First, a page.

On Weekends, Vacations and Sabbaticals

If I had to mention one thing that I miss from my corporate years, it would probably be that almost euphoric Friday night feeling. A mixture of sense of accomplishment with the consequent possibility of doing absolutely only what you want, including nothing. That moment when you turn up the volume, drink some wine… and allow yourself to relax.

After a few days relaxing, an allegedly contemporary version of the superego may show up, that will judge you for “not enjoying”. The agony does not come from the feeling of doing something wrong. Instead, it comes from doubting whether you are making the most of everything.

On weekends, you almost throw away your Freudian superego: you allow yourself to get drunk, you may numb yourself. You drown that inner voice that would otherwise tell you constantly not to do this, not to do that. That you may not go to bed too late because there is a conference call at 8:10. That being knackered is no excuse to skip the gym. That you should not drink too much because being hungover at work is too close to death-in-life to be endured.

Such a shame that euphoria is eventually over. And when it is over…

However, when it comes down to vacations, with too much free time in your hands, things may get a bit more complicated. In principle, you may even indulge in a few days of total idleness. The inner prosecutor will probably allow it. After all, you are doing everything under the rules: you earned those days. You may rest. You may do nothing.

So far, so good. But then comes that damned “postmodernity”… because after a few days relaxing, an allegedly contemporary version of the superego may show up. A superego whose may concern is not whether you are a law-abiding citizen. Instead, this new superego will judge you for “not enjoying”. The agony does not come from the feeling of doing something wrong. Instead, it comes from doubting whether you are making the most of everything. You must optimize the use of your free time. What an endless labyrinth…

Optimization techniques normally presuppose known parameters. At best, they will lead you to the finest you can do among familiar situations: the best choice among those you’re acquainted with. However, it will keep you away from truly experimenting.

The negative side of the end of the great causes, the outcome of Nietzsche’s hammer, is that we no longer have religions, leaders, nations or whatever to tell us what to do. Nevertheless, the positive side is that we are now free to do anything we want.

The problem is when we don’t seem to be capable of choosing either side. We can do whatever we want, but we don’t really know what we want. Indeed, when working twelve hours per day, it is hard to know anything. In all those working hours, the mental energy flows towards making things happen in a certain way, maximizing results. Whatever it is that we want, our subjectivity, becomes more and more hidden from us. How can one practice listening to their aspirations with no time for that?

And then we believe we may bypass this must-enjoy agony when we are actually feeding it: when we meticulously plan what we are going to do during our vacations. Granting us one free afternoon, at most. One afternoon that ends up replicating that Friday evening freedom: “I visited 8 places I wanted (had to?). Therefore, I can do nothing now.” The question is whether such pleasure maximization has indeed led to any real enjoyment…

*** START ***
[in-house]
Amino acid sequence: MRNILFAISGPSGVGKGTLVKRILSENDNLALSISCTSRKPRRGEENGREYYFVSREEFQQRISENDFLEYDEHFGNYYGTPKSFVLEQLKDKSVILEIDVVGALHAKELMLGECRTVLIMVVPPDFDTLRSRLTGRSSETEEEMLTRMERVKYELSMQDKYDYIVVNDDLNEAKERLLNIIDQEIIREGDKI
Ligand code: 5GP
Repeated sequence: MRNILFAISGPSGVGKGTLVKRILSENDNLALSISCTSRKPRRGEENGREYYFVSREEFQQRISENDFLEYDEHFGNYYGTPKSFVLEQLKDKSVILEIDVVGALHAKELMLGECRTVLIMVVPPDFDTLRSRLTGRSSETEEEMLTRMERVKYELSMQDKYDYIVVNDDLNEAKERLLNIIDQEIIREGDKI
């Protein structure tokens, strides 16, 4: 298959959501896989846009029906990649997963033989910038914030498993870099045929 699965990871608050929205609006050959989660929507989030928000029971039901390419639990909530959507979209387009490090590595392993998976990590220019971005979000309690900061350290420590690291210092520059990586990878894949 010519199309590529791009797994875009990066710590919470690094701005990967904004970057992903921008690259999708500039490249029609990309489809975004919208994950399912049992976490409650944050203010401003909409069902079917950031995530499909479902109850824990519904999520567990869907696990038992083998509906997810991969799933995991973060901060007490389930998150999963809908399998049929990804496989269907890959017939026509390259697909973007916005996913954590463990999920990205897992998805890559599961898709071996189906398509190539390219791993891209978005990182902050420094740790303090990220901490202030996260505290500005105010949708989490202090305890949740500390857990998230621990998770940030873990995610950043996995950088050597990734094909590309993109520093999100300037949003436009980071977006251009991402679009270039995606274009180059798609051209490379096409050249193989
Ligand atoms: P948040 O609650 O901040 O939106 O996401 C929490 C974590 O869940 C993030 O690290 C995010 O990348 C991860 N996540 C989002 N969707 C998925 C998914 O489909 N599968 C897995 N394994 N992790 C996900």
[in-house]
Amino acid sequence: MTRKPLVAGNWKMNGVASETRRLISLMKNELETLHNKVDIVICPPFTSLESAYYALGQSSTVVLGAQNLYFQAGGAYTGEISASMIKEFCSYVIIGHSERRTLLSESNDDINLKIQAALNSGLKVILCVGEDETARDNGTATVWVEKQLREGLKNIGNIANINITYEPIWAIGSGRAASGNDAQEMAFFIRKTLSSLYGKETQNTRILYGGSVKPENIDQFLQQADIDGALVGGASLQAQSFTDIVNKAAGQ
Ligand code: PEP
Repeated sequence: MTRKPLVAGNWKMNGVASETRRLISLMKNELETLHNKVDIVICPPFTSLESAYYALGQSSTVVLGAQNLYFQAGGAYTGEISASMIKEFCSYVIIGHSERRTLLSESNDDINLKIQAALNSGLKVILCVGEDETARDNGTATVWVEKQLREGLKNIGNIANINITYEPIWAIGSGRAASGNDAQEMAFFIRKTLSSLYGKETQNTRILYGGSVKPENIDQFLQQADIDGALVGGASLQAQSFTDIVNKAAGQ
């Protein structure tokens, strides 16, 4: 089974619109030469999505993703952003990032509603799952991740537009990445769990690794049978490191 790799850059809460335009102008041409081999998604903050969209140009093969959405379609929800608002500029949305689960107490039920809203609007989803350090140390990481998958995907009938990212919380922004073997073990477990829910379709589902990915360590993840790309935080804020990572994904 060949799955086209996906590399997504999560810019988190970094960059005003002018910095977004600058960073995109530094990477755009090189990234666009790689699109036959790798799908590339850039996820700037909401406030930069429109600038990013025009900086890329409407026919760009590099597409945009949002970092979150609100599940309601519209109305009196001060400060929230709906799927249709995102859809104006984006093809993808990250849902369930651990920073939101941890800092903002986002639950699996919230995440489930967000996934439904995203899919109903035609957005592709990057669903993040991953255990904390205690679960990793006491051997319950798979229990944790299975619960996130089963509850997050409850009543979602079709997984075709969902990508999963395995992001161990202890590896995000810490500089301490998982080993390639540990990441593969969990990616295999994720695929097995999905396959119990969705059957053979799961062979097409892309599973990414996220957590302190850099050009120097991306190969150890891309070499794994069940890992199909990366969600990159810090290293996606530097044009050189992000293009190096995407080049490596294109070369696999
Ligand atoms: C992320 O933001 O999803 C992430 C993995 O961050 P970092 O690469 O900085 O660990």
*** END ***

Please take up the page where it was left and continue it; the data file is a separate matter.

You allowed yourself to relax, but only because you accomplished a certain goal. And then you relax only up until the idleness-led restlessness pops up again. An anxiety that prevents you from using your lazy moments to find out what really brings you pleasure. An otherwise precious moment ends up being overwhelmed by more actions.

All those selfies people take in museums… I wonder what one can enjoy of a painting in those two seconds the spend taking a picture in front of it. But maybe my wondering comes from my envy: maybe I just underestimate people’s ability to get involved with a work of art so quickly.

It is something like: “I don’t know what I enjoy. And I know even less why a painting would bring me any pleasure. So I take and share a picture of it so that I leave to others the task of letting me know whether that experience was worthy or not. And in the meantime, I keep running around, trying to maximize my time”.

I remember this time in Amsterdam, when I listened in to a guy saying to his girlfriend that “those were the best vacations’ moments, when all there is to do is stroll around, no obligations”. Isn’t that what we should do during holidays? Aren’t we supposed to do things out of pleasure not obligation?

Sabbatical year. “To do what?” If I had the answer, it would not be a sabbatical year. It would be a course year, a round-the-world trip year.

Sabbatical year. Sabbatical period. “To do what?”, I used to be asked. If I had the answer, it would probably not be a sabbatical year. It would be a course year, a round-the-world trip year.

A little more than one year has passed since my sabbatical started, and only now I begin to understand what it was for: to try and shut up this voice that keeps telling me to seize the day. To make carpe diem once again a recommendation for pleasure, not a chore.

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